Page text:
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Impact of dry (air classification) and wet fractionation on pea protein molecular structure and gelling properties
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  • Samitha Kottage,
  • Anusha Samaranayaka,
  • Pankaj Bhowmik,
  • Lingyun Chen
Samitha Kottage
University of Alberta
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Anusha Samaranayaka
National Research Council Canada Saskatoon
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Pankaj Bhowmik
National Research Council Canada Saskatoon
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Lingyun Chen
University of Alberta

Corresponding Author:[email protected]

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Abstract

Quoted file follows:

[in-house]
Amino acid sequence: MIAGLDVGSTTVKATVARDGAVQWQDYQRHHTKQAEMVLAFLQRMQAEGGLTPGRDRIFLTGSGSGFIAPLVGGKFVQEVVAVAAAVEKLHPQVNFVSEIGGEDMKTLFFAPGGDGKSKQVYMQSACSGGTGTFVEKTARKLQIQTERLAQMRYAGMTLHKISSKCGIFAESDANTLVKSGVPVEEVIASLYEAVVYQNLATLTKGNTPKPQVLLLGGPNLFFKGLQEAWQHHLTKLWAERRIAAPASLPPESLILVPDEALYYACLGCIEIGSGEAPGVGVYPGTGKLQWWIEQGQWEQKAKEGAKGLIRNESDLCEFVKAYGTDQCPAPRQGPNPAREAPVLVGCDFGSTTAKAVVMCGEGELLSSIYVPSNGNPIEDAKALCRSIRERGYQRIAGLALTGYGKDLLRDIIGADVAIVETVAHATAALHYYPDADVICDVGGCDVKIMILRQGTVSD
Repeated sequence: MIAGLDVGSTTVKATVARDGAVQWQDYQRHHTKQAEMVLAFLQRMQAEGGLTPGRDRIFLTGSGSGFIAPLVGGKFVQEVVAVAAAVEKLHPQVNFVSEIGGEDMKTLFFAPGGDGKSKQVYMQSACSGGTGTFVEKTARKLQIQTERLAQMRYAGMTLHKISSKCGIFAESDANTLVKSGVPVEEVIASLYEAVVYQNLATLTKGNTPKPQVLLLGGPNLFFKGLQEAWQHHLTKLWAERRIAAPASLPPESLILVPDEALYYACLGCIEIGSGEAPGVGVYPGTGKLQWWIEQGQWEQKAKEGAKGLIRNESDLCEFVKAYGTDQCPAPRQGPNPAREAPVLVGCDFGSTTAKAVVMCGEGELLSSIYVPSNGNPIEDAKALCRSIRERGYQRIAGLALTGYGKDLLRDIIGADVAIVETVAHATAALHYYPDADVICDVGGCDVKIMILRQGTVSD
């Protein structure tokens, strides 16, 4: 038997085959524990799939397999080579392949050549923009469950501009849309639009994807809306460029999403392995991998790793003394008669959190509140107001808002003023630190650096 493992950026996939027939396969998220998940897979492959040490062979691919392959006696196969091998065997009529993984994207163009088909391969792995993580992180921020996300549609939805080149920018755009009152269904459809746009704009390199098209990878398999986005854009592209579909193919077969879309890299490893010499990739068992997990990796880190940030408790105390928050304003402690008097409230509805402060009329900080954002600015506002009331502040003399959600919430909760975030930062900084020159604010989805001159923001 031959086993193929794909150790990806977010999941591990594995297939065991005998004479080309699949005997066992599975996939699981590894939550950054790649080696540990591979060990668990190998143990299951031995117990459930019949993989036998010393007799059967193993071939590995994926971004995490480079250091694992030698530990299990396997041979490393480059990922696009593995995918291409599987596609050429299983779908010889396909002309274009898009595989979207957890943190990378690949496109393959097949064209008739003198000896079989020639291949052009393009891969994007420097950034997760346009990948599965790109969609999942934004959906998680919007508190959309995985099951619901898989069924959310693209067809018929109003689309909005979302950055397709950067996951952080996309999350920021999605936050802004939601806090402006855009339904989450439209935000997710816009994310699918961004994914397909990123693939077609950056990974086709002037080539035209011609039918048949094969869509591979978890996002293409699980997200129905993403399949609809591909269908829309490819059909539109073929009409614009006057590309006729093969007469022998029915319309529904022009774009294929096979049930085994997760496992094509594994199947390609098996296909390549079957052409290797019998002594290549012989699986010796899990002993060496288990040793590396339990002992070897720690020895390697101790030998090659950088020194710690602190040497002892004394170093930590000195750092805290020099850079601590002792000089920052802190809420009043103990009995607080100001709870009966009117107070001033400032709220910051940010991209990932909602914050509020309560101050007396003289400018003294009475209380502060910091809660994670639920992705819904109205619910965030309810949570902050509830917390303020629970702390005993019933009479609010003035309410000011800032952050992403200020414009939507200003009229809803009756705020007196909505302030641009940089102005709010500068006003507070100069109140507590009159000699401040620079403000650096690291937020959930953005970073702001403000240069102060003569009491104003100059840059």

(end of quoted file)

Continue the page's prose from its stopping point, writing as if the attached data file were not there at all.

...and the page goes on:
Dry fractionation is an environmentally friendly and cost-effective method to separate protein fractions. While most research has focused on the structure and functional properties of pea protein isolates (PPI), the information on dry fractionated pea protein (DFPP) is limited. This study compared DFPP (protein content (PC)-50.7%, insoluble fiber-17%), to PPI (PC-80.1%, insoluble fiber-8.33%), in terms of the protein structure, solubility, and heat-induced gelation. SDS-Page, size-exclusive chromatographic, and Fourier-transform infrared spectrophotometer analysis indicated that DFPP contained the major protein components in pea, and their native structures were well maintained. Whereas for PPI, some proteins were lost during wet extraction, and partial protein unfolding and aggregation were observed. At neutral pH, DFPP showed significantly higher solubility (44.64±0.55%) than PPI (12.09±1.42%). Interestingly, DFPP showed good gelling capacity as reflected by lower gelling concentration and higher gel mechanical strength and elasticity compared to those made from PPI. The DFPP gels were twice higher in mechanical strength (7.71±0.21kPa) than that prepared from PPI at pH 7. Strong gels were also obtained for DFPP at pH 5. The gel morphology revealed phase separation between protein and polysaccharides by heating, with stick-shaped fiber (10-25μm) dispersed in the continuous protein networks. Eventually, the polysaccharides including fiber and starch helped strengthen the gel network by acting as fillers. This knowledge will help to expand the applications of DFPP as a gelling ingredient in food formulations, but also allow industry to benefit from the dietary fiber co-exist in the protein to develop healthier food products using a holistic approach.